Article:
Democratic lawmakers, celebrities and others mocked President TrumpDonald TrumpTexas announces election audit in four counties after Trump demand Schumer sets Monday showdown on debt ceiling-government funding bill Pennsylvania AG sues to block GOP subpoenas in election probe MORE after attendance appeared to be lower than expected at his Saturday campaign rally in Tulsa, Okla.

Reporters at the rally shared photos and video of the crowd at the BOK Center in Tulsa before Vice President Pence addressed supporters ahead of the president's speech.

Inside the arena, there were empty spots on the floor and in the upper levels. 

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The Trump campaign in a statement blamed the attendance on media and protesters in the area surrounding the arena.

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"President Trump is rallying in Tulsa with thousands of energetic supporters, a stark contrast to the sleepy campaign being run by Joe BidenJoe BidenTexas announces election audit in four counties after Trump demand Pennsylvania AG sues to block GOP subpoenas in election probe House passes sweeping defense policy bill MORE from his basement in Delaware," communications director Tim Murtaugh said in a statement.

"Sadly, protestors interfered with supporters, even blocking access to the metal detectors, which prevented people from entering the rally," he added. 

The Trump campaign said that it had received more than 1 million ticket requests ahead of the rally. It also canceled planned addresses from the president and Pence at a separate stage outside the arena ahead of the rally. 

Many were quick to take to social media to jab the president over the event's attendance following images and video captured on the ground.  

Rep Ted LieuTed W. LieuMcCarthy jokes it'll be hard not to 'hit' Pelosi with gavel if he is Speaker Court finds Democratic donor Ed Buck guilty of all charges in connection to two men's deaths Press: Give those unemployed writers a job! MORE (D-Calif.) tweeted ahead of the event, “Why so many empty seats at the #TrumpsCoronavirusRally? A. Seeing @POTUS is not worth dying B. @realDonaldTrump’s base shrank so much they can’t even fill an arena in a red state C. Campaign lied about how many people got tickets D. Knives Out is now available on Amazon Prime.” 

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Lieu also mocked the president’s campaign after it canceled plans for Trump and Pence to address supporters in an overflow space outside the arena.

“I believe the correct word would be ‘underflow.’ The small number of people at the #TrumpTulsaRally has now become a big embarrassment for @realDonaldTrump,” he wrote.

Rhode Island Rep. David CicillineDavid CicillineDemocrats seek to cool simmering tensions Hillicon Valley —Apple is not a monopoly, judge rules Judge rules Apple is not 'illegal monopolist' in high-profile Epic case MORE (D) joked, “This is President Trump’s Fyre Fest,” referencing the failed 2017 music festival.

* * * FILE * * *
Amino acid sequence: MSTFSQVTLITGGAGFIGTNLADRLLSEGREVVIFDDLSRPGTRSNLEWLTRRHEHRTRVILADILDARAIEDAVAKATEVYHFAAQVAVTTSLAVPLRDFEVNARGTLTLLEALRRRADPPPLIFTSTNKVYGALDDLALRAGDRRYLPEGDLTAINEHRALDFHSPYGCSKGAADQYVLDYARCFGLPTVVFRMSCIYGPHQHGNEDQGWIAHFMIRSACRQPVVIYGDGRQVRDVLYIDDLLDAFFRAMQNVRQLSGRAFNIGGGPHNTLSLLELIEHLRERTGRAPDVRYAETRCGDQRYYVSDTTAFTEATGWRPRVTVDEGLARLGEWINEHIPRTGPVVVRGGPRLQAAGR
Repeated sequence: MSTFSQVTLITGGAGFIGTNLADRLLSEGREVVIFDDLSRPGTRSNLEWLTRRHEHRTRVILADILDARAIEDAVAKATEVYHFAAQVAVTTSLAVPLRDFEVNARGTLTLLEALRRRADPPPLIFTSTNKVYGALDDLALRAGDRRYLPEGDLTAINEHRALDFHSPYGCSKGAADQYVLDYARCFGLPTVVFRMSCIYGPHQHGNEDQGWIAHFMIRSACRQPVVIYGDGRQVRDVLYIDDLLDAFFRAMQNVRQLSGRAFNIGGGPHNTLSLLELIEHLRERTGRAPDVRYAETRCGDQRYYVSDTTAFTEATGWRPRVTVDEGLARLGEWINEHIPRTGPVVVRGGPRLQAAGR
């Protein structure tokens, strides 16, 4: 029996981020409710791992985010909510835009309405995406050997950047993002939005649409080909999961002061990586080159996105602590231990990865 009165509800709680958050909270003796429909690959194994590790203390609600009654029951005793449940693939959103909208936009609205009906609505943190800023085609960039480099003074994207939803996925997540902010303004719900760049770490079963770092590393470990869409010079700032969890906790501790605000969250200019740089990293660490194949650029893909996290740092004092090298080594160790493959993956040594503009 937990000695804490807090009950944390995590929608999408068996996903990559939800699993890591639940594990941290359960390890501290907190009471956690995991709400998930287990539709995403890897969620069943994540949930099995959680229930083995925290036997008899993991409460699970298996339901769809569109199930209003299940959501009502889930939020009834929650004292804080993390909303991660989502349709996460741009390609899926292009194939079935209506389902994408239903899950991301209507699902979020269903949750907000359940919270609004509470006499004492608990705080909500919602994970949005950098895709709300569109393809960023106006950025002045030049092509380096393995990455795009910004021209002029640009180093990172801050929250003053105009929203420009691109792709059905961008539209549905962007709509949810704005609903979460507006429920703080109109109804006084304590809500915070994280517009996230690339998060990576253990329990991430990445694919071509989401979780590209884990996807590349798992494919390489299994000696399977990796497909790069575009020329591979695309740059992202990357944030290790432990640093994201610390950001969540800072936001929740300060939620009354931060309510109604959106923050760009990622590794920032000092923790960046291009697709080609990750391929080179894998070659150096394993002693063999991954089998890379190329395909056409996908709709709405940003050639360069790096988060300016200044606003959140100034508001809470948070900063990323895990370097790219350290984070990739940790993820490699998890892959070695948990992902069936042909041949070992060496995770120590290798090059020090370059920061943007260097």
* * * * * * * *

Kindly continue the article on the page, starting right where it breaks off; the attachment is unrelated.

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Rep. Brendan Boyle (D-Pa.), wrote, “The last time I saw a crowd this small was Trump’s Inauguration.”

 

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Former White House press secretary Sean SpicerSean Michael SpicerOvernight Defense & National Security — Iron Dome funding clears House Sean Spicer, Russ Vought sue Biden over Naval Board removal Psaki defends move to oust Trump appointees from military academy boards MORE told reporters in 2017 that Trump's inauguration had "the largest audience to ever witness an inauguration, period, both in person and around the globe."

The assertion has been widely refuted.

Veteran journalist Dan Rather wrote, “Paging Sean Spicer for a crowd estimate in Tulsa.”

Former Sen. Claire McCaskillClaire Conner McCaskillRepublicans may regret restricting reproductive rights Sunday shows preview: States deal with fallout of Ida; Texas abortion law takes effect Giuliani to stump for Greitens in Missouri MORE (D-Mo.) called the Trump campaign’s statement blaming protesters and the media “complete and total bullshit” and the “Trump campaign version of dog ate my homework.”

Others also jabbed the Trump campaign over the size of the crowd.

Musician Pink tweeted, "I think I sold that same place out in five minutes." 


The decision to hold the Tulsa rally has been viewed by some as controversial amid the ongoing coronavirus pandemic. Coronavirus cases have spiked in Oklahoma in recent days, and the Trump campaign confirmed Saturday that six staffers who traveled to Tulsa ahead of the rally had tested positive for the coronavirus. 

Tulsa's health director last week voiced concerns about the rally, saying that the indoor event produces a "huge risk" and that he wished "we could postpone this to a time when the virus isn’t as large a concern as it is today."